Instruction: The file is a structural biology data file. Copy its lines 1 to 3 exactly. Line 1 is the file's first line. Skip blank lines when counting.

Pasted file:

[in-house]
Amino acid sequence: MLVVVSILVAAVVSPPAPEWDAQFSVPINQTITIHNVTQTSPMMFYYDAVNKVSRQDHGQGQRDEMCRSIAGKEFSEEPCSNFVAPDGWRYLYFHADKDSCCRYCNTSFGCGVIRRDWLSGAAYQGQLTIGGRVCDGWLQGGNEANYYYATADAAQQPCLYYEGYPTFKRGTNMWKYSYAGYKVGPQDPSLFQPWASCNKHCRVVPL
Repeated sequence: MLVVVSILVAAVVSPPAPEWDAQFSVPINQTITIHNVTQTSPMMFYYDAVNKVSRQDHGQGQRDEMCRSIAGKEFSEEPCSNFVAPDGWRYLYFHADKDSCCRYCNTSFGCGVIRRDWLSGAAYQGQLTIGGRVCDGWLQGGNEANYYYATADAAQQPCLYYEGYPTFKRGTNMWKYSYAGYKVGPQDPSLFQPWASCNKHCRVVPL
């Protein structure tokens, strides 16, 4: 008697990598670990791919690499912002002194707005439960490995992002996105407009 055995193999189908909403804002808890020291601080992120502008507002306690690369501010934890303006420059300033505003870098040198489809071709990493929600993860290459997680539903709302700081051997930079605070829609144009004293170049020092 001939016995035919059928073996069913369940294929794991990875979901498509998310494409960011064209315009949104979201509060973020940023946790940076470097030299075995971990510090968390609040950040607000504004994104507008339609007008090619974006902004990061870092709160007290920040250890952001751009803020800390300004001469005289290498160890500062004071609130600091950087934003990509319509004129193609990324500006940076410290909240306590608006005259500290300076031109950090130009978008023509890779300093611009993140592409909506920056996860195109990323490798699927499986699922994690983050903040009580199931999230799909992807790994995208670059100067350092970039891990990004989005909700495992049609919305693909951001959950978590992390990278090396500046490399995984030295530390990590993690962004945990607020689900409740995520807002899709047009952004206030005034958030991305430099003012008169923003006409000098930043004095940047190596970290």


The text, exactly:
[in-house]
Amino acid sequence: MLVVVSILVAAVVSPPAPEWDAQFSVPINQTITIHNVTQTSPMMFYYDAVNKVSRQDHGQGQRDEMCRSIAGKEFSEEPCSNFVAPDGWRYLYFHADKDSCCRYCNTSFGCGVIRRDWLSGAAYQGQLTIGGRVCDGWLQGGNEANYYYATADAAQQPCLYYEGYPTFKRGTNMWKYSYAGYKVGPQDPSLFQPWASCNKHCRVVPL
Repeated sequence: MLVVVSILVAAVVSPPAPEWDAQFSVPINQTITIHNVTQTSPMMFYYDAVNKVSRQDHGQGQRDEMCRSIAGKEFSEEPCSNFVAPDGWRYLYFHADKDSCCRYCNTSFGCGVIRRDWLSGAAYQGQLTIGGRVCDGWLQGGNEANYYYATADAAQQPCLYYEGYPTFKRGTNMWKYSYAGYKVGPQDPSLFQPWASCNKHCRVVPL